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June 1 (Reuters) – Canadian coffee chain Tim Hortons' mobile app regularly tracked and recorded locations of its users even when their app was not open in violation of the country's privacy laws, Canada's privacy regulator said on Wednesday in a report concluding a two-year-old investigation.
"Tim Hortons clearly crossed the line by amassing a huge amount of highly sensitive information about its customers," Privacy Commissioner of Canada Daniel Therrien said in a statement that underscored harms that can result from "poorly designed technologies."
The investigation was opened in 2020 after concerns emerged about the coffee chain's collection and use of data. The company said it has removed a location-tracking technology from its app.
The joint investigation by federal and provincial authorities also found that Tim Hortons lacked a robust privacy management program for the app, which could have helped the company identify and address many of the privacy issues, the Office of the Privacy Commissioner of Canada (OPC) said in a statement.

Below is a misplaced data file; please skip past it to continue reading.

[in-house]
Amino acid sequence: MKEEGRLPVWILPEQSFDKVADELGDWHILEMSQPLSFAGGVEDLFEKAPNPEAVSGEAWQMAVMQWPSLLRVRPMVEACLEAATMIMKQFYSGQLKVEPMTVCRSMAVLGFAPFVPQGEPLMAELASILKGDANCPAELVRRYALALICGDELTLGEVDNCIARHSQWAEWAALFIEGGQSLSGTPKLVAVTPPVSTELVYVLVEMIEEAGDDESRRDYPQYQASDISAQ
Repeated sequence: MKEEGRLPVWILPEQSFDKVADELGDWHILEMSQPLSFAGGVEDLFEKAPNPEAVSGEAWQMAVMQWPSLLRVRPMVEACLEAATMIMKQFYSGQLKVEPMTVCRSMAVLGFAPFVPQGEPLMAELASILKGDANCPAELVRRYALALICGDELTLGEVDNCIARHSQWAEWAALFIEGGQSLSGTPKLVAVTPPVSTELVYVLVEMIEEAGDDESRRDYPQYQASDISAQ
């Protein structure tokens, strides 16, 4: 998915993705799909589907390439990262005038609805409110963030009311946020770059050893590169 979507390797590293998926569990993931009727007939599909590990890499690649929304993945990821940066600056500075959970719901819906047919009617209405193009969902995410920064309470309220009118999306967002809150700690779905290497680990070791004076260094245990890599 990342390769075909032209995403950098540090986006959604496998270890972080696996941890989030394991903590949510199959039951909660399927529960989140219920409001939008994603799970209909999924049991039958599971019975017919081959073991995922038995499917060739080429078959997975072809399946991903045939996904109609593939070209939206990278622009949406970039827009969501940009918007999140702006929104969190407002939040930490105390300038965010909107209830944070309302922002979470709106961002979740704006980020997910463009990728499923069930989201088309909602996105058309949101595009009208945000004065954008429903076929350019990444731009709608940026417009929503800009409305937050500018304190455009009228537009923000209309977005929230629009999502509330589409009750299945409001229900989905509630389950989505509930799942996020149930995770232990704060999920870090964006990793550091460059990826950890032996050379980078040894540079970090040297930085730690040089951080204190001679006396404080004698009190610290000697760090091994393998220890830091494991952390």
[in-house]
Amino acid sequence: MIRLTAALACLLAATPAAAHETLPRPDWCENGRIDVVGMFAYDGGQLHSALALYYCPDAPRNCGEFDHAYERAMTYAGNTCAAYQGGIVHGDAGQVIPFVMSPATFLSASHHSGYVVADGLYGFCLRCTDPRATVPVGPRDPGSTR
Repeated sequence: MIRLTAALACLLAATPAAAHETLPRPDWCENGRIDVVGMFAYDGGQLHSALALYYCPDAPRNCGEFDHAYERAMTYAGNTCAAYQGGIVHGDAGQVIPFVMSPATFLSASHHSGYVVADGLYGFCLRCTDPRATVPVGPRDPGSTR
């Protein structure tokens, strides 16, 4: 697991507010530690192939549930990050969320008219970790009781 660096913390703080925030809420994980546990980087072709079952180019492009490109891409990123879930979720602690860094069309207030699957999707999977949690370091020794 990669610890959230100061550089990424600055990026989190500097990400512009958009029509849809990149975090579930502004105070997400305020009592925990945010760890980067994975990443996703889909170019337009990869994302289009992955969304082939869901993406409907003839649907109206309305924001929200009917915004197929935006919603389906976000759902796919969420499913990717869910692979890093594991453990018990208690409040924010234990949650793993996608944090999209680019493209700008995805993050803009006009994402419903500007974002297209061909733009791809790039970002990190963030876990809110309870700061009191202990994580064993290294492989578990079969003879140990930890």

The privacy authorities recommended that Tim Hortons delete any remaining location data and maintain a privacy program to checks its app and ensure users are clearly informed about data collection.
The Restaurant Brands International-owned (QSR.TO) company has agreed to the recommendations.
Tim Hortons said it had removed the geolocation technology from the Tims app and that location data from it was never used for personalized marketing for individual users.
"We've strengthened our internal team that's dedicated to enhancing best practices when it comes to privacy and we’re continuing to focus on ensuring that guests can make informed decisions about their data when using our app," it said in a statement.
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